FAQs

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Can you negotiate the price of a bank owned home?
Everything in real estate is negotiable. However, banks are more sophisticated about pricing than they were years ago. So those "Get a great deal on a foreclosure!" days aren't what they used to be. Lowball offers generally don't go very far.

How would I go about finding someone to finance a sheriff sale property?
You don't. You have to show up with a cashier's check or certified funds. I suppose if you had another asset that you could borrow against AND you could get a loan large enough using that asset as collateral, you could do it that way. But you're actually financing the other asset and not the foreclosure property.

What is the difference between a real estate agent and a real estate broker?
Most states require real estate sales professionals to be licensed by the state, so that they can control education and experience requirements and have a central authority to resolve consumer problems. The terminology used to identify real estate professionals varies a little from state to state. Brokers are generally required to have more education and experience than real estate salespersons or agents. The person you normally deal with is a real estate agent or salesperson. The salesperson is licensed by the state, but must work for a broker. All listings are placed in the broker's name, not the salesperson's. A broker can deal directly with home buyers and sellers, or can have a staff of salespersons or agents working for him or her.

What is a buyers agent, what does this specifically do for a buyer and who usually pays this "buyers agent"?
On most transactions, there is usually a listing agent and a selling agent. The selling agent is sometimes referred to in media as the buyer's agent, because he works on the buyer's behalf and it easier than explaining each time that the "selling agent" is not the listing agent and is actually the buyer's agent. However... There are some agents that market themselves as "buyer's agents," "exclusive buyer's agents," buyer's representatives," and so on. Mostly it is just marketing. At the same time, part of it is because they want to accentuate the reasons a buyer should not go directly to the listing agent when they purchase real estate. This has to do with agency. See, if a buyer goes directly to the listing agent, they are dealing with an agent that has conflicting responsibilities. Their job is to get a good price for the seller and they may not zealously represent the interests of the buyer. Those who market themselves as "Buyer's Agents" indicate they are only working for the buyer in a real estate transaction. The commission is still paid by the seller, no matter what they say in their marketing (with extremely rare exceptions). They either get paid directly by the seller or set up the transaction so that the seller provides a "credit" to the buyer for how much the real estate commission is -- then the buyer pays the commission. Like a Realtor I once knew said, "No matter how it is set up, the buyer still walks away with the house and the seller still walks away with 94% of the purchase price."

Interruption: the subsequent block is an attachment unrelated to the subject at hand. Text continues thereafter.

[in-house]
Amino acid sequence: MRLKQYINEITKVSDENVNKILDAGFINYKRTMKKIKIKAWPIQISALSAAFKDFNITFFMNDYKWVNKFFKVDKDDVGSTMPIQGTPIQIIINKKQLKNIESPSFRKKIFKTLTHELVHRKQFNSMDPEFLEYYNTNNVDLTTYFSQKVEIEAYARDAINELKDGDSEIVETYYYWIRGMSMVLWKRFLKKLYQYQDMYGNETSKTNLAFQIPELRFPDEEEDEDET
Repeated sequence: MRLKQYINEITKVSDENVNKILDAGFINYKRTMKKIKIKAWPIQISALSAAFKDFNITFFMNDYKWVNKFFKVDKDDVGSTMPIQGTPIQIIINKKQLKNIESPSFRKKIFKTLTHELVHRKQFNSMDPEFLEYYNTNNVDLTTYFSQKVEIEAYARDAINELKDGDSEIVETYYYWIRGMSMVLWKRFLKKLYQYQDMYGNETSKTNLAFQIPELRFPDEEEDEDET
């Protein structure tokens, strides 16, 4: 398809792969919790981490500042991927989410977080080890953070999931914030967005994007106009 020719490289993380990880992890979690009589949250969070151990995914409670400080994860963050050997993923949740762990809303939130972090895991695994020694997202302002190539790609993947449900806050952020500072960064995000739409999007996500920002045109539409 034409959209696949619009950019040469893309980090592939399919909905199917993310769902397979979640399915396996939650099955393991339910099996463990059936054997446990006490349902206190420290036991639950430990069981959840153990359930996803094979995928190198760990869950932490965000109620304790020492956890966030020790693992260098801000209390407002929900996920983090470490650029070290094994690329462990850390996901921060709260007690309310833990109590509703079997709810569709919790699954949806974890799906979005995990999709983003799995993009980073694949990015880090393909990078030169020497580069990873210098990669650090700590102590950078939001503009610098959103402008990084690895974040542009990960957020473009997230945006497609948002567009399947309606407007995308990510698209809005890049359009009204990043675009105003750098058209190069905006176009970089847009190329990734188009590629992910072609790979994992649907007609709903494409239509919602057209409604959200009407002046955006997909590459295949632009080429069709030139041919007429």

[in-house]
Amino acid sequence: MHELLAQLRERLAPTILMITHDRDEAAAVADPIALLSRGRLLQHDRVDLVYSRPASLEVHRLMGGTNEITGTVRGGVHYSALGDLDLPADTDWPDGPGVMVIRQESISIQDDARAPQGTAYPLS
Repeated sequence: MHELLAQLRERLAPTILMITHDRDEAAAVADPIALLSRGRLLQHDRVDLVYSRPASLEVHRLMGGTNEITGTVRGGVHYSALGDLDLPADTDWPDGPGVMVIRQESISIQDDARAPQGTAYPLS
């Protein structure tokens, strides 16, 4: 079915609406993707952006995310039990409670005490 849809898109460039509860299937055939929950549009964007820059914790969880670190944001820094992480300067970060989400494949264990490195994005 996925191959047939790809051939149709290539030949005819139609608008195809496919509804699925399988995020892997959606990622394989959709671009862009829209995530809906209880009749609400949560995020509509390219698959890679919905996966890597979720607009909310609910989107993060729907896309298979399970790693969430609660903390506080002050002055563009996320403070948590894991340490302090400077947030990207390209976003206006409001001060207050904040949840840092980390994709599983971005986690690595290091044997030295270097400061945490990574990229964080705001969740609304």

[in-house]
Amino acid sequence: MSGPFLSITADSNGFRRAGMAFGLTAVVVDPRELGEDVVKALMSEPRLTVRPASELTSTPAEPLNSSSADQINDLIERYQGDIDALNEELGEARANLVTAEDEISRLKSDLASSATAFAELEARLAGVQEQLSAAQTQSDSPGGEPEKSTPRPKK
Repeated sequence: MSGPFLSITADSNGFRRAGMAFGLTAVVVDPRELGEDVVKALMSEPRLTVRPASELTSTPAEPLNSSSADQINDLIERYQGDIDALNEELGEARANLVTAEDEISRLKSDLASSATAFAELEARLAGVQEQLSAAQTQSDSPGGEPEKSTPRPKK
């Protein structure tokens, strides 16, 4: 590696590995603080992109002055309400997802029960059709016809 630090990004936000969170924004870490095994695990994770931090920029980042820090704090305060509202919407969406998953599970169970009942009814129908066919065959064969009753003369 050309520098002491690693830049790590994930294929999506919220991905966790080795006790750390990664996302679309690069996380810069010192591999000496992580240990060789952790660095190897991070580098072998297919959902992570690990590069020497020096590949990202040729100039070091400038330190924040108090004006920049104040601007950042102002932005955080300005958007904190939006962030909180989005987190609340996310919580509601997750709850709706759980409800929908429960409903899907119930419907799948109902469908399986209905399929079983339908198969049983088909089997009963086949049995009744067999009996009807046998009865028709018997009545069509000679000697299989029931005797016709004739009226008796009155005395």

What should I be aware of that the house inspector should be doing during the inspection of the house I am interested in buying?
The Inspector should be checking the following things:
  • Drainage
  • Foundation
  • Roof & Water Leaks
  • Paint
  • Plumbing
  • Wiring
  • Heating
  • Fireplace
  • Tile
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  • If the purchase contract states that the seller is paying for the hazard report and a buyer's home warranty, who is responsible actually ordering them?
    Probably, you'll both have to agree. But home warranties don't vary that much in price, so the seller shouldn't mind if you order it. The seller will probably want to order the hazard report, assuming that you mean checking for radon gas and things like that.

    I agreed to buy a house and now I’ve changed my mind. How do I cancel?
    This may not be the answer you were expecting... For the answer to this, you have to look at your contract. The contract is the legal agreement you have made with the seller. Most contracts have certain contingencies where a cancellation is acceptable. To cancel for reasons other than that, there are often consequences and such a decision should not be taken lightly. Keep in mind that while you have been preparing to close the transaction, the seller has taken his home off the market and may have entered his own contract to purchase a home. This can create a chain of sales and purchases, all depending on you to fulfill your obligation. If you do not fulfill the contract, your decision may affect many more people than just one seller. For the legal consequences of canceling a contract, you may have to consult an attorney.

    The buyer now wants out of the contract to buy my home. The contract has been signed by both parties. What are my rights, and do I have to keep my home?
    When people break contracts, you can't generally force them to go through with the transaction. What you can do, if you can prove damages, is try to recover the damages in court or through arbitration. You can attempt to talk to the buyers and find out what the problem is and try to resolve it. It may be something easily you can easily resolve, but maybe not.


     

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